230The configuration for the '''bottom''' router is exactly symmetric, routing packets between '''hostB''' and the core network, but using different graffiti.
     232=== Simple Forwarding ===
     234The '''left''' router configuration is much simpler.  Here's the '''''' file:
     237FromDevice(eth1) ->
     238    StoreEtherAddress(00:02:b3:86:1a:4b, dst) ->
     239    StoreEtherAddress(00:03:47:95:7a:fe, src) ->
     240    SimpleQueue ->
     241    Print(top) ->
     242    ToDevice(eth2);
     243// Copy packets from bottom to top.
     244FromDevice(eth2) ->
     245    StoreEtherAddress(00:02:b3:35:f1:b7, dst) ->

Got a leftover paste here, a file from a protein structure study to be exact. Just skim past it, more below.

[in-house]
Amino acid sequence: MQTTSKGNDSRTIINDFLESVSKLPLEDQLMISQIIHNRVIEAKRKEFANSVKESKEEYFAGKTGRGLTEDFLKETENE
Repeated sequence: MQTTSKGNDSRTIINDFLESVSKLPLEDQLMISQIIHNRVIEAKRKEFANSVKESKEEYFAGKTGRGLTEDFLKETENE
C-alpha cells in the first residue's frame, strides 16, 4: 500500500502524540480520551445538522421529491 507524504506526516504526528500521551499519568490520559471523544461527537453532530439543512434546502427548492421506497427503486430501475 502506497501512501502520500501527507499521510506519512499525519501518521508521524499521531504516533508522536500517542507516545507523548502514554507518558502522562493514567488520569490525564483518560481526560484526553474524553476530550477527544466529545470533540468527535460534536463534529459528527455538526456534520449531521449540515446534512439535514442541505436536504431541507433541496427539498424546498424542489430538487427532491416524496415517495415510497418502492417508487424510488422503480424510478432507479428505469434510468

246    StoreEtherAddress(00:02:b3:86:1d:13, src) ->
     247    SimpleQueue ->
     248    Print(bottom) ->
     249    ToDevice(eth1);
     252This configuration just blindly forwards packets. It picks up any packet from the '''top''' router, updates the Ethernet header, and passes it along to the '''bottom''' router. The same applies in the reverse direction.  Again, the configuration for the '''right''' router is exactly analogous.
     254=== Monitoring your core network ===
     256Let's watch how the packets travel through the network. In addition to the windows you already have open to the two end hosts, you'll need four more windows to watch the logs for all four routers.  In each window, you should use '''ssh''' to connect to one router host, '''ssh -F ssh_config top''', '''ssh -F ssh_config left''', '''ssh -F ssh_config right''' and '''ssh -F ssh_config bottom'''. You can monitor the click log files with '''tail''':
     259[mberman@top ~]$ tail -f click.log